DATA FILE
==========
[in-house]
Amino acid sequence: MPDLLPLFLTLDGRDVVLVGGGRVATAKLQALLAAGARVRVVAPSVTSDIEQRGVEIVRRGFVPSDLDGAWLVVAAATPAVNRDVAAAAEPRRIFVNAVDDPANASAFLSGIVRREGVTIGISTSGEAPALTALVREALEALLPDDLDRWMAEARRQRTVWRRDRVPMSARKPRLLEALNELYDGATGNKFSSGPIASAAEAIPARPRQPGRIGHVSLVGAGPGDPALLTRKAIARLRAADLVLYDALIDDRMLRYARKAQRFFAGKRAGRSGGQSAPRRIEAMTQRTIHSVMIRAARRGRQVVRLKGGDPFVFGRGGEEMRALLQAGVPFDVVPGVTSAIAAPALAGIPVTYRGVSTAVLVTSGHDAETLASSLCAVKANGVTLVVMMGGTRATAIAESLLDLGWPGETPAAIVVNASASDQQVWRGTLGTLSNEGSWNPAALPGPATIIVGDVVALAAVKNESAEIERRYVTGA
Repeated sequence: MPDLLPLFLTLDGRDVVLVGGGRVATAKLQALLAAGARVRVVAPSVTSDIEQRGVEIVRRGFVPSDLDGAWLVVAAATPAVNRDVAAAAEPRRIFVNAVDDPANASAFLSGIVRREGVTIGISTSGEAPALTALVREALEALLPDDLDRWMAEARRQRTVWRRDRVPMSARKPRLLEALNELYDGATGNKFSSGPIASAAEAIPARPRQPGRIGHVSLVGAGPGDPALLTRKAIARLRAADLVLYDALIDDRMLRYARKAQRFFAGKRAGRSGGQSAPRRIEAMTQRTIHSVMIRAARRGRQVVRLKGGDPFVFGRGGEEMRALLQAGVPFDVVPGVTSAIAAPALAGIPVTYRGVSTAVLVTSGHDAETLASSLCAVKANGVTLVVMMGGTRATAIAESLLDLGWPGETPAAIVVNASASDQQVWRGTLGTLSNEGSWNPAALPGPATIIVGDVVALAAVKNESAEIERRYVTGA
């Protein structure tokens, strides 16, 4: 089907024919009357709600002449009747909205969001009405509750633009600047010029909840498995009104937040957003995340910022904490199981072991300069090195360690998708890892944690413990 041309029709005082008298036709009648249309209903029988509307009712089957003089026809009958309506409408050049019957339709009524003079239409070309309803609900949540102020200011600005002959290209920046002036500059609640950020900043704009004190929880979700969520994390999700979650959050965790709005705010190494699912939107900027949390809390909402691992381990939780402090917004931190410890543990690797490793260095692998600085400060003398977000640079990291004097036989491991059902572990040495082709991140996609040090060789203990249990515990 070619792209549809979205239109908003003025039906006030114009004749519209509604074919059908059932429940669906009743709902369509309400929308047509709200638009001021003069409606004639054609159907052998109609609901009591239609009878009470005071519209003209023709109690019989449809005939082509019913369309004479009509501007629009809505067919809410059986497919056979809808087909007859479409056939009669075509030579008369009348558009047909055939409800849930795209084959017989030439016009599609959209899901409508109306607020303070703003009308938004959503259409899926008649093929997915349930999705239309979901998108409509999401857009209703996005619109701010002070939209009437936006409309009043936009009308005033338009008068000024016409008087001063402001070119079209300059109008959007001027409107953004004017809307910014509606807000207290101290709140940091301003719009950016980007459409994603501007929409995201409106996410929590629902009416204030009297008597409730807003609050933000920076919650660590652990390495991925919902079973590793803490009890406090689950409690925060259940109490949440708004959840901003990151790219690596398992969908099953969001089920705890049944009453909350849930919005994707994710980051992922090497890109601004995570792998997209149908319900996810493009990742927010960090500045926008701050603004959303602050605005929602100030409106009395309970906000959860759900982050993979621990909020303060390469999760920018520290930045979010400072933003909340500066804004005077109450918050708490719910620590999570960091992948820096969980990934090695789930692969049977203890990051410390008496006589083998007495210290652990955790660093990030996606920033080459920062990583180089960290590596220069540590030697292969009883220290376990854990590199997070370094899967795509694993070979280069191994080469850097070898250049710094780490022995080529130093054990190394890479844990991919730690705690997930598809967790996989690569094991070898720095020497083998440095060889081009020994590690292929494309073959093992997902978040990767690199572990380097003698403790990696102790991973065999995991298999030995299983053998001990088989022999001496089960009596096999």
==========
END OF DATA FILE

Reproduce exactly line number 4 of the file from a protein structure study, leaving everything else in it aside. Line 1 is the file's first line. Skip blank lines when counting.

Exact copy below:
């Protein structure tokens, strides 16, 4: 089907024919009357709600002449009747909205969001009405509750633009600047010029909840498995009104937040957003995340910022904490199981072991300069090195360690998708890892944690413990 041309029709005082008298036709009648249309209903029988509307009712089957003089026809009958309506409408050049019957339709009524003079239409070309309803609900949540102020200011600005002959290209920046002036500059609640950020900043704009004190929880979700969520994390999700979650959050965790709005705010190494699912939107900027949390809390909402691992381990939780402090917004931190410890543990690797490793260095692998600085400060003398977000640079990291004097036989491991059902572990040495082709991140996609040090060789203990249990515990 070619792209549809979205239109908003003025039906006030114009004749519209509604074919059908059932429940669906009743709902369509309400929308047509709200638009001021003069409606004639054609159907052998109609609901009591239609009878009470005071519209003209023709109690019989449809005939082509019913369309004479009509501007629009809505067919809410059986497919056979809808087909007859479409056939009669075509030579008369009348558009047909055939409800849930795209084959017989030439016009599609959209899901409508109306607020303070703003009308938004959503259409899926008649093929997915349930999705239309979901998108409509999401857009209703996005619109701010002070939209009437936006409309009043936009009308005033338009008068000024016409008087001063402001070119079209300059109008959007001027409107953004004017809307910014509606807000207290101290709140940091301003719009950016980007459409994603501007929409995201409106996410929590629902009416204030009297008597409730807003609050933000920076919650660590652990390495991925919902079973590793803490009890406090689950409690925060259940109490949440708004959840901003990151790219690596398992969908099953969001089920705890049944009453909350849930919005994707994710980051992922090497890109601004995570792998997209149908319900996810493009990742927010960090500045926008701050603004959303602050605005929602100030409106009395309970906000959860759900982050993979621990909020303060390469999760920018520290930045979010400072933003909340500066804004005077109450918050708490719910620590999570960091992948820096969980990934090695789930692969049977203890990051410390008496006589083998007495210290652990955790660093990030996606920033080459920062990583180089960290590596220069540590030697292969009883220290376990854990590199997070370094899967795509694993070979280069191994080469850097070898250049710094780490022995080529130093054990190394890479844990991919730690705690997930598809967790996989690569094991070898720095020497083998440095060889081009020994590690292929494309073959093992997902978040990767690199572990380097003698403790990696102790991973065999995991298999030995299983053998001990088989022999001496089960009596096999």